Have you ever read a book in 2 hours and felt that it was the greatest thing you'd read in over a month? Machine by Peter Adolphsen did that for me.
Machine is the precise history of - get ready - a single drop of gasoline, from its genesis as the heart of a prehistoric horse, through centuries of pressure and refinement, until it is diffused as exhaust from the engine of a Ford Pinto driven by a one armed immigrant hitchhiker named Jimmy.
In this span of time we not only learn about the scientific processes rampant in the drop's evolution, but also thoroughly meet every being immediately associated with it. From the horse to whom it gave life, to the immigrant who mined it, to the biology student who pumped it into her Pinto - by the last page they are our new neighbors.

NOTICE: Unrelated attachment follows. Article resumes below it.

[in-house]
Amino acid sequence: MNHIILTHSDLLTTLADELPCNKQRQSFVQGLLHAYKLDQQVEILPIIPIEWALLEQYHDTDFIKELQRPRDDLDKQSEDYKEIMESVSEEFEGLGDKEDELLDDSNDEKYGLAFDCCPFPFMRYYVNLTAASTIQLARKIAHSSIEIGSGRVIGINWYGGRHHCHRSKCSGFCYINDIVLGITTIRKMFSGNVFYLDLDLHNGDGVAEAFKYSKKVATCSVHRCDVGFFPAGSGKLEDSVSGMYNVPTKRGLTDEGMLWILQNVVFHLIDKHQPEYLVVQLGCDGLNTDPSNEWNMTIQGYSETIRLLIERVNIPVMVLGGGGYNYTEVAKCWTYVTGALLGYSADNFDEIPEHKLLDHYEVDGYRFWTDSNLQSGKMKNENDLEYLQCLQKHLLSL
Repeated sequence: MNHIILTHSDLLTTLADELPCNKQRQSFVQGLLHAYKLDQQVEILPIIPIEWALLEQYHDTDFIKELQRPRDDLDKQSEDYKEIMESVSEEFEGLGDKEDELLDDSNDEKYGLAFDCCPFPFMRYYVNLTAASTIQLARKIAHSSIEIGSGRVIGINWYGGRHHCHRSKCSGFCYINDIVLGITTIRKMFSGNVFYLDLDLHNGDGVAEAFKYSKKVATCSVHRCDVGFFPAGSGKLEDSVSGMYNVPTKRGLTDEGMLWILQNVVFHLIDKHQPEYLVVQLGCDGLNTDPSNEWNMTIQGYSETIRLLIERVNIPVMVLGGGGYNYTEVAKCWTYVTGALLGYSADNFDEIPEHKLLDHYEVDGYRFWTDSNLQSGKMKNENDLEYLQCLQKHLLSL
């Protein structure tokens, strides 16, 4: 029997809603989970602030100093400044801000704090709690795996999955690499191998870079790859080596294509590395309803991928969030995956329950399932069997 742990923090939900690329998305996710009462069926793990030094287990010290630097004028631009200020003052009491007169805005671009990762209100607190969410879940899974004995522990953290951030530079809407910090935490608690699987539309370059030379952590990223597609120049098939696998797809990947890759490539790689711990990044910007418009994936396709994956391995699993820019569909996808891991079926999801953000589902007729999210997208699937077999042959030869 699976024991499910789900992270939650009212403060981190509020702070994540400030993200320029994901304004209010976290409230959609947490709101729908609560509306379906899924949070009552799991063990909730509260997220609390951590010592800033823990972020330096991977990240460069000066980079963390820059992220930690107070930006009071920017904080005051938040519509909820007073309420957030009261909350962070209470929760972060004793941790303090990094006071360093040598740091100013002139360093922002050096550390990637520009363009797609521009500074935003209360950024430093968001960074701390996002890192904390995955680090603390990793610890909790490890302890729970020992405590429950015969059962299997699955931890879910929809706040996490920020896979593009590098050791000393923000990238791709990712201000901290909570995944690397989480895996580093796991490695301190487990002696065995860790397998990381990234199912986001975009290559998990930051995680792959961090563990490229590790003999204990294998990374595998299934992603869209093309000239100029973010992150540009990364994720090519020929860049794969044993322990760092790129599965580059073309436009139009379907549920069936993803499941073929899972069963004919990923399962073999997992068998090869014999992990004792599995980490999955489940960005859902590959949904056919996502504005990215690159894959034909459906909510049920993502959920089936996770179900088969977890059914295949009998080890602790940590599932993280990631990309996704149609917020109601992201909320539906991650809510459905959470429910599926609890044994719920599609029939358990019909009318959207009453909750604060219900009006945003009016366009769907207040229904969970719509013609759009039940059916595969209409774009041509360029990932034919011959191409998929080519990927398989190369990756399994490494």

At a mere 85 pages, this is a perfect afternoon read that you can tell everyone about without assigning them a project.
Now you're thinking, "precise, centuries, thorough... 85 pages?" But I assure you, this is proof that it can be done, a story can be both thorough and short - furthermore, it can be done beautifully.
To reiterate: I loved it. Read it.
And the book is darn pretty too.
(Hardcover, $15.00. June 2008)